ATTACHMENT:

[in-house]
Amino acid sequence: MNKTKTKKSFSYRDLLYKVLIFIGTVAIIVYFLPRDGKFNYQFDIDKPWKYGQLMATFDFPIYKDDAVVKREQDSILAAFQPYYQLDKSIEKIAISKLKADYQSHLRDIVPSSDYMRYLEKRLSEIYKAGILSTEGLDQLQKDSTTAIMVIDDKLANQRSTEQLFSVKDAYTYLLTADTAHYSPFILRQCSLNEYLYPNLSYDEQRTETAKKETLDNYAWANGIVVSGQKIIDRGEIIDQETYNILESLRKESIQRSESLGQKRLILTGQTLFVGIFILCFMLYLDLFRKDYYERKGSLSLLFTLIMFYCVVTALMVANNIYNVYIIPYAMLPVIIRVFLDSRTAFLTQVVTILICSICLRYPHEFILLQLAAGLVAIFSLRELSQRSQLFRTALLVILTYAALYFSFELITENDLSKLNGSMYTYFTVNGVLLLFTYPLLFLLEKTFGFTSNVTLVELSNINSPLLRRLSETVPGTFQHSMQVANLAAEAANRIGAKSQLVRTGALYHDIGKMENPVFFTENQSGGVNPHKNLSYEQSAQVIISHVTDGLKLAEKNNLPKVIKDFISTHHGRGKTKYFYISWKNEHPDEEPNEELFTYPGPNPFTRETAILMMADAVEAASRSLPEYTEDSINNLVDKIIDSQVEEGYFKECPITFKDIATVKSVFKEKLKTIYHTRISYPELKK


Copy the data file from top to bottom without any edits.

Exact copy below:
[in-house]
Amino acid sequence: MNKTKTKKSFSYRDLLYKVLIFIGTVAIIVYFLPRDGKFNYQFDIDKPWKYGQLMATFDFPIYKDDAVVKREQDSILAAFQPYYQLDKSIEKIAISKLKADYQSHLRDIVPSSDYMRYLEKRLSEIYKAGILSTEGLDQLQKDSTTAIMVIDDKLANQRSTEQLFSVKDAYTYLLTADTAHYSPFILRQCSLNEYLYPNLSYDEQRTETAKKETLDNYAWANGIVVSGQKIIDRGEIIDQETYNILESLRKESIQRSESLGQKRLILTGQTLFVGIFILCFMLYLDLFRKDYYERKGSLSLLFTLIMFYCVVTALMVANNIYNVYIIPYAMLPVIIRVFLDSRTAFLTQVVTILICSICLRYPHEFILLQLAAGLVAIFSLRELSQRSQLFRTALLVILTYAALYFSFELITENDLSKLNGSMYTYFTVNGVLLLFTYPLLFLLEKTFGFTSNVTLVELSNINSPLLRRLSETVPGTFQHSMQVANLAAEAANRIGAKSQLVRTGALYHDIGKMENPVFFTENQSGGVNPHKNLSYEQSAQVIISHVTDGLKLAEKNNLPKVIKDFISTHHGRGKTKYFYISWKNEHPDEEPNEELFTYPGPNPFTRETAILMMADAVEAASRSLPEYTEDSINNLVDKIIDSQVEEGYFKECPITFKDIATVKSVFKEKLKTIYHTRISYPELKK